Russia falsely claims that foreign jihadists are fighting on Ukraine’s side



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On March 28, Sputnik News in Arabic, a Russian state news agency, said a group of Islamist jihadists had left Syria to fight against Russian forces in Ukraine. Citing “private sources,” Sputnik said 87 militants went to Ukraine, all of them former members of the Islamic State (IS) terror group.

Sputnik said most of the militants are from Iraq, Chechnya, Tunisia and France. After leaving IS, they linked up with other jihadist groups in northwestern Syria, including Hay’at Tahrir al-Sham (HTS) and al-Qaeda-affiliated Hurras al-Din (HaD) and Ansar al-Tawhid.

“Private sources confirmed to Sputnik that 87 militants had left for Ukraine…all 87 were formerly affiliated with Daesh [Islamic State] before they merged into new groups,” Sputnik reported.

This is not substantiated.

Sputnik provided no evidence for his claim. In addition, Sputnik gave conflicting figures about the alleged militant fighters in previous reports. Sputnik has also claimed without evidence that the United States is training jihadists in Syria to send them to Ukraine.

Russia and its ally Syria have been trying to exploit jihadist propaganda since President Vladimir Putin ordered his “special military operation,” also called war, against Ukraine on Feb. 24.

On February 28, Al Baath media, a Syrian state news network, said mercenaries from the Nusra Front and other factions would go to Ukraine to fight the Russians.

“The Central Intelligence Agency (CIA) has asked Turkish intelligence to train militants and send them from Syria to fight in Ukraine,” Al Baath claimed, citing unnamed media reports and the Israeli newspaper Yedioth Ahronoth.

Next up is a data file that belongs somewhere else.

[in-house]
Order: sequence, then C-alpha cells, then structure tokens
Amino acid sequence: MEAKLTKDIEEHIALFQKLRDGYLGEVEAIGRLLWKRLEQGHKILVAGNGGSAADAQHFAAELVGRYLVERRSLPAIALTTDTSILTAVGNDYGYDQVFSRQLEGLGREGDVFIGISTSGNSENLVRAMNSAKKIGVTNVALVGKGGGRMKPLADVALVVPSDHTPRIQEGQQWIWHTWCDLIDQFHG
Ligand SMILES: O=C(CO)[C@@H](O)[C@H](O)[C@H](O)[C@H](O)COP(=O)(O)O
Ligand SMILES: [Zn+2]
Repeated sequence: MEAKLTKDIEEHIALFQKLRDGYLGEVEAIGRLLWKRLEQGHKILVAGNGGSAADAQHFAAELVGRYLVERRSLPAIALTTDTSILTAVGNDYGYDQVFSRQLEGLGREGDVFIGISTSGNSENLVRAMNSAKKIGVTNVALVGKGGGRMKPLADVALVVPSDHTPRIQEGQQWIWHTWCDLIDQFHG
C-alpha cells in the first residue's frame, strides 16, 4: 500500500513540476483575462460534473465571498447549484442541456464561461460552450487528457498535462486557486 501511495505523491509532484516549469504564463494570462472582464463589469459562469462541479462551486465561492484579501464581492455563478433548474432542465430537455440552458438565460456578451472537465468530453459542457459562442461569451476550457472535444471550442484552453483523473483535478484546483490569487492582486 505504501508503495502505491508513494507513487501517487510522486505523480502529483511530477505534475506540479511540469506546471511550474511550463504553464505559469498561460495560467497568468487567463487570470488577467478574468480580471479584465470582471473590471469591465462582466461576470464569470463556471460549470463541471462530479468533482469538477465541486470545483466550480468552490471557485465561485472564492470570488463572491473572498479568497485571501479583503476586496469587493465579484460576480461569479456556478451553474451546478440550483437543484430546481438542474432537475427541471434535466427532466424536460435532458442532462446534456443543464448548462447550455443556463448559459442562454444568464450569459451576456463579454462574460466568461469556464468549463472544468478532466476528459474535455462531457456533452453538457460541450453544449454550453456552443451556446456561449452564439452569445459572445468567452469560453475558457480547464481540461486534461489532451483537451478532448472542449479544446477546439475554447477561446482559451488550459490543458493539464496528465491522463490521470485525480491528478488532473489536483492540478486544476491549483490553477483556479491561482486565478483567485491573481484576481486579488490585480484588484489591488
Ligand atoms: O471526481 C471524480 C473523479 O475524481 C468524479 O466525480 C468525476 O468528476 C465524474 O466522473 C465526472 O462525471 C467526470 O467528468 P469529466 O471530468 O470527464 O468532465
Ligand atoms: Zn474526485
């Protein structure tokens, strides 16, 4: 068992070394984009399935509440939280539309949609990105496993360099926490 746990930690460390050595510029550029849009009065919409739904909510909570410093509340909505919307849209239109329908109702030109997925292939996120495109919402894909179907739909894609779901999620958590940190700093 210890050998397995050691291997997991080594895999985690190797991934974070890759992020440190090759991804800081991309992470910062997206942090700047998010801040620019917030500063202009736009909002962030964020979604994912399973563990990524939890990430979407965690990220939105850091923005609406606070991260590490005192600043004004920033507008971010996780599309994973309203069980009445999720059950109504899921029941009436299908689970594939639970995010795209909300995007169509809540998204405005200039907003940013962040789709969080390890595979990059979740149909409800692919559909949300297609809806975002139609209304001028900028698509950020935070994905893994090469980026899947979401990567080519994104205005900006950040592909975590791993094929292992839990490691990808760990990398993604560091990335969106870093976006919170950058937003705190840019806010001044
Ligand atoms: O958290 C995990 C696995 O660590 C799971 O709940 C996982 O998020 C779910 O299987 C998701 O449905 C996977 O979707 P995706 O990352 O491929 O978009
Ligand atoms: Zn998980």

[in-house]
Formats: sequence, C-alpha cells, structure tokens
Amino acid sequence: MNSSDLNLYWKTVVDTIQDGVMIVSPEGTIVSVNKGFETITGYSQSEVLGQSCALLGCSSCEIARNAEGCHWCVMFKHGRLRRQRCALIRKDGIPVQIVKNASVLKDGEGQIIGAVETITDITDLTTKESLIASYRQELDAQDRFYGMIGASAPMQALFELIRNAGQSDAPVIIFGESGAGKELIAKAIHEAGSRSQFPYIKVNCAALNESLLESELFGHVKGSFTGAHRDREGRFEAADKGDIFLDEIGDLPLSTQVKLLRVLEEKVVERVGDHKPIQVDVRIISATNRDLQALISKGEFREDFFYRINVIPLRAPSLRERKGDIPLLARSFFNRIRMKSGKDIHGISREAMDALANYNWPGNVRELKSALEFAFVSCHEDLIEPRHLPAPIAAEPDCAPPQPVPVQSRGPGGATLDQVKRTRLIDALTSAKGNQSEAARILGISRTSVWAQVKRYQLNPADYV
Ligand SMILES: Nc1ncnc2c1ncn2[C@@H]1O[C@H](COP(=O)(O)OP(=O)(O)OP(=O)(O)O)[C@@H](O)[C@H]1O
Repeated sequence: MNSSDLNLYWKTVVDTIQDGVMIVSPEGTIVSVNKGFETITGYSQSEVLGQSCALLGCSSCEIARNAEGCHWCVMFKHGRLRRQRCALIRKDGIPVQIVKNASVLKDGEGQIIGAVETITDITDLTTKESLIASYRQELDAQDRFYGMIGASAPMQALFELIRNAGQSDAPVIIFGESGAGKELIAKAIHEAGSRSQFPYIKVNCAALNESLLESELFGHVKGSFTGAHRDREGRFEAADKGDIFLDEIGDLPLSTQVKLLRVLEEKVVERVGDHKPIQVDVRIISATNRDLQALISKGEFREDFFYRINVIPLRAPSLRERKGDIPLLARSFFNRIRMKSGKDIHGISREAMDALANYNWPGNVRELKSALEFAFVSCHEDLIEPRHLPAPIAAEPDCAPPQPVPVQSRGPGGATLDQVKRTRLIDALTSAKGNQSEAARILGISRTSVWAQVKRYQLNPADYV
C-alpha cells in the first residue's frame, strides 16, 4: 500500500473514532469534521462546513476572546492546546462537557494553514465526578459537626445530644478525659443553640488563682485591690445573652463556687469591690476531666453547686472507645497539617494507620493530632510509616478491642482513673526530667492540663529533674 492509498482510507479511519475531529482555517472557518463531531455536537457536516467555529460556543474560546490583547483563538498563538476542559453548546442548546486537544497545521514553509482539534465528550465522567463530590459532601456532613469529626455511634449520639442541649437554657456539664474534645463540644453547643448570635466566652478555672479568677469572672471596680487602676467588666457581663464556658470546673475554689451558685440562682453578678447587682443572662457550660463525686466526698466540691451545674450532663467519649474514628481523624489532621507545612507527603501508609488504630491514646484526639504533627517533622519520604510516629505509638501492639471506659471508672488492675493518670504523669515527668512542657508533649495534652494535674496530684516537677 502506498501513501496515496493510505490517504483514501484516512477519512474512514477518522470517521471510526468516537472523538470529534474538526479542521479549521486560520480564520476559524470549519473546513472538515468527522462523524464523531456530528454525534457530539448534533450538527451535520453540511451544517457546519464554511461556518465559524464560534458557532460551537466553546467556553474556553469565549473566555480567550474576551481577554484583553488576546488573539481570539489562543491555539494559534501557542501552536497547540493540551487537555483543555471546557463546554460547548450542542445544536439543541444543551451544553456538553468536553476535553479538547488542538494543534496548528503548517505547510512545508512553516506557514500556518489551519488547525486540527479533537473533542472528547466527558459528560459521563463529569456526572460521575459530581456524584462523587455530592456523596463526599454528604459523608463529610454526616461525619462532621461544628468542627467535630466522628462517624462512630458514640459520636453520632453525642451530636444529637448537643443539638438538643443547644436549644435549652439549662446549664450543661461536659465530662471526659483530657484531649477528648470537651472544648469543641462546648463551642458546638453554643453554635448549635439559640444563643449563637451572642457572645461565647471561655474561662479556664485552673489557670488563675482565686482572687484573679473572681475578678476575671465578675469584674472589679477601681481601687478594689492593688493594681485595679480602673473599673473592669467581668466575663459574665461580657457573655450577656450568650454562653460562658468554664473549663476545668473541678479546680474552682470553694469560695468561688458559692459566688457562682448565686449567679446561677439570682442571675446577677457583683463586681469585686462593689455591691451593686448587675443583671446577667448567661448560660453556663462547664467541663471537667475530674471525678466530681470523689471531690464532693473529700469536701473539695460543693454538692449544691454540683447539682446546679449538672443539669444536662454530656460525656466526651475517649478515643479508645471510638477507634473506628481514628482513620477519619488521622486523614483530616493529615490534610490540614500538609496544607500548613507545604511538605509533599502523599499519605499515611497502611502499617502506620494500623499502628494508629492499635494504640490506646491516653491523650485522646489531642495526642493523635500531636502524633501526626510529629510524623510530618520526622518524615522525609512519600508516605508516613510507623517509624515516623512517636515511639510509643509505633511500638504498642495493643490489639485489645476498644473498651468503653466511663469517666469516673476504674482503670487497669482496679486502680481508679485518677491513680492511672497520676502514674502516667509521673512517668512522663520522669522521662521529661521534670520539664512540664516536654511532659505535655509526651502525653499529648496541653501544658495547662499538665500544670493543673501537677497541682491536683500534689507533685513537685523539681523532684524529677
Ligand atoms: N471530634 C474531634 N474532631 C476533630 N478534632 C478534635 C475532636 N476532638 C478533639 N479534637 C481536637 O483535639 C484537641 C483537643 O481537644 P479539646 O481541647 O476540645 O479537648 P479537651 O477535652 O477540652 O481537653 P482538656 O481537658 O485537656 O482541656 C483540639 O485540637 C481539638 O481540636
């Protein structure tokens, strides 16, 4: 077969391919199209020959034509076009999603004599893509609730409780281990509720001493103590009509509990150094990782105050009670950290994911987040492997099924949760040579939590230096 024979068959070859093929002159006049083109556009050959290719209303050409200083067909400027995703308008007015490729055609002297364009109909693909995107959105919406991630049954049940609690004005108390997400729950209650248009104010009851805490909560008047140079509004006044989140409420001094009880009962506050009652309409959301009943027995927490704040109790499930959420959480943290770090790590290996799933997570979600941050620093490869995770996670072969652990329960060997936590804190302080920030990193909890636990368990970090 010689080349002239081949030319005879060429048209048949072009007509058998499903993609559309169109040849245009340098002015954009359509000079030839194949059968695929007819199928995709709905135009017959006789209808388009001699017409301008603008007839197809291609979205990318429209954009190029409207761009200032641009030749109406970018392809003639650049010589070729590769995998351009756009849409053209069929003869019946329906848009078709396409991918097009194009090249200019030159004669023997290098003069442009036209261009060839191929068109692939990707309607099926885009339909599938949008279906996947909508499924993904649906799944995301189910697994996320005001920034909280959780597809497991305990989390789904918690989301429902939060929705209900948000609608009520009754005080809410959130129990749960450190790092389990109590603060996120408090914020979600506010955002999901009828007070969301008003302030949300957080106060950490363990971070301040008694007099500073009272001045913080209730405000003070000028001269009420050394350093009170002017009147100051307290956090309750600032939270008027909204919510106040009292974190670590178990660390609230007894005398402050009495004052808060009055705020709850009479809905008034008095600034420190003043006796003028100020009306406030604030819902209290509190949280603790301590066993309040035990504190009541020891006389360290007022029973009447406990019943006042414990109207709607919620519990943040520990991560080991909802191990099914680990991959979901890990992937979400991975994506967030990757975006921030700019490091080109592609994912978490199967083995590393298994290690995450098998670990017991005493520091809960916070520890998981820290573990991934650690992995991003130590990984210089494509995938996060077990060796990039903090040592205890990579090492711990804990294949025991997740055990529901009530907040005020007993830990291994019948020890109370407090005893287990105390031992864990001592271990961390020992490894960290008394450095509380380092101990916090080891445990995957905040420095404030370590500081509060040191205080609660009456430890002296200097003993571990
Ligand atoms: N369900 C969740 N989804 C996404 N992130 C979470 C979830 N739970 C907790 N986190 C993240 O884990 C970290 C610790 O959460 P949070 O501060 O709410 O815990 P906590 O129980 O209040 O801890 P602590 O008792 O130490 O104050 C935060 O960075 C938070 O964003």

On March 8, Iran’s Tasnim news agency quoted a Sputnik report that hundreds of terrorists from various armed groups had arrived in Ukraine. The agency quoted unnamed sources as saying the United States is training IS terrorists at its al-Tanf base in eastern Syria, who will then be transferred to Ukraine.

The US has had an army garrison in al-Tanf, along the Syrian border with Iraq, since 2016 to counter IS operations.

Sputnik has been inconsistent in its coverage of the number of “terrorists” allegedly fighting in Ukraine. On March 3, it reported that the Ukrainian government had granted asylum to more than 1,000 terrorists, including jihadists from Syria.

“In the current situation, the purpose of the special military operation in Ukraine is not only to eradicate Nazism, but also to combat terrorism,” Sputnik quoted an unnamed source as saying.

On March 4, Syrians for Truth and Justice (STJ), a human rights watchdog, reported on an ongoing process to register the names of experienced fighters in Syria to fight in Ukraine. The registration was initiated by some fighters and commanders within the rebel groups, the group said.

STJ said that in rebel-controlled areas of Syria, mainly those under the influence of the Turkish military, some armed factions had indeed asked their leaders to register.